Johnson & Johnson signals job cuts amid consumer health separation, inflation pressure

In an ever-so-subtle warning this week, Johnson & Johnson has cautioned about potential layoffs ahead.

J&J is looking at an opportunity to “rightsize our infrastructure” as a two-segment company amid the separation of the consumer health business, chief financial officer Joe Wolk said during the company’s third-quarter earnings call on Tuesday.

“Clearly, the macroeconomic pressures that all industries and all companies are facing is something that we have to address as well,” Wolk said of J&J’s profit margin in 2023. “While healthcare is a very, very good business and more resilient than most, it’s not as if we’re immune to some of those dynamics.”

It’s not immediately clear how many jobs or which functions would be affected by the planned rightsizing, but Wolk told The Wall Street Journal that it wouldn’t be a major restructuring.

As of the beginning of 2022, J&J counted 141,700 full-time employees among its global staff, up from 134,500 a year ago. About a third of the company’s workforce is based in North America.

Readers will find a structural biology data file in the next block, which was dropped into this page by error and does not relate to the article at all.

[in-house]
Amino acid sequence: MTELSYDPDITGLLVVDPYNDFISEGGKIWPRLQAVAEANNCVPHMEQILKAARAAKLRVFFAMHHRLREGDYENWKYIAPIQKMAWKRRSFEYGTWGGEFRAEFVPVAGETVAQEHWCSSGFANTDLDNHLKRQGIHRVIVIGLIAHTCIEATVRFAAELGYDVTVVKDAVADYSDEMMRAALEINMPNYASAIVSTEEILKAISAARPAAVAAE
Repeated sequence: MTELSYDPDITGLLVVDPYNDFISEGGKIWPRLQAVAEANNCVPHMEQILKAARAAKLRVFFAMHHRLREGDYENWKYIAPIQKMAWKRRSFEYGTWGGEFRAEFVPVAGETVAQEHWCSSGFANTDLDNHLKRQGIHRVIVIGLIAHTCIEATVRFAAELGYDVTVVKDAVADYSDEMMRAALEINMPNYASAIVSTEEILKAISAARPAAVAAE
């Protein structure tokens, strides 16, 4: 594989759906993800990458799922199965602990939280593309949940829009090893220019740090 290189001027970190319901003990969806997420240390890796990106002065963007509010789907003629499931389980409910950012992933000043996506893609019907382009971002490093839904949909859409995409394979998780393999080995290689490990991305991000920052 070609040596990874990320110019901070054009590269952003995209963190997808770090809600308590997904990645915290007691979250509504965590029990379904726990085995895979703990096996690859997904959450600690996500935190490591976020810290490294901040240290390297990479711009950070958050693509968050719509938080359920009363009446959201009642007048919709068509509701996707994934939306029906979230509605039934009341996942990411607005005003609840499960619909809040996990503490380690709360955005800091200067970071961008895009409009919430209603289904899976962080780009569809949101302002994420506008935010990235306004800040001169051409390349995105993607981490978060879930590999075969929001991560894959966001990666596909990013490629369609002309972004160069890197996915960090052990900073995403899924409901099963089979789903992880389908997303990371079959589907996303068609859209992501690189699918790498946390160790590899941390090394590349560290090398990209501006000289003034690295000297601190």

In November 2021, J&J unveiled its plan to spin its consumer health franchise into a separate, publicly traded company, leaving the remaining J&J focused on medical devices and pharmaceuticals. The company has said the separation process will take 18 months to two years. The new standalone firm will bear the name Kenvue, J&J said last month.

In the third quarter, the J&J consumer health unit ginned up $3.8 billion in sales, up 4.7% excluding the effect of foreign exchange rates. Pharma sales at J&J jumped 9% at constant currencies to $13.2 billion. A strong U.S. dollar and inflation are pressuring J&J, which has nearly half of its sales reported from outside the country. J&J also lowered its full-year 2022 operating margin projection, potentially giving it one more reason to slim down.

Looking into 2023, J&J will prioritize its resources to projects and services that “deliver the most value for patients,” Wolk said on the call.

Big Pharma companies have been cutting headcounts at varying scales lately. As part of a major restructuring, Novartis is targeting 8,000 jobs worldwide for layoffs. AbbVie is laying off nearly 100 people at an Irvine, California facility, and Bristol Myers Squibb has recently disclosed a reduction of 261 employees in California. Pfizer has also eliminated a few hundred U.S. sales positions and trimmed its Indian sales team as part of a digital marketing transformation.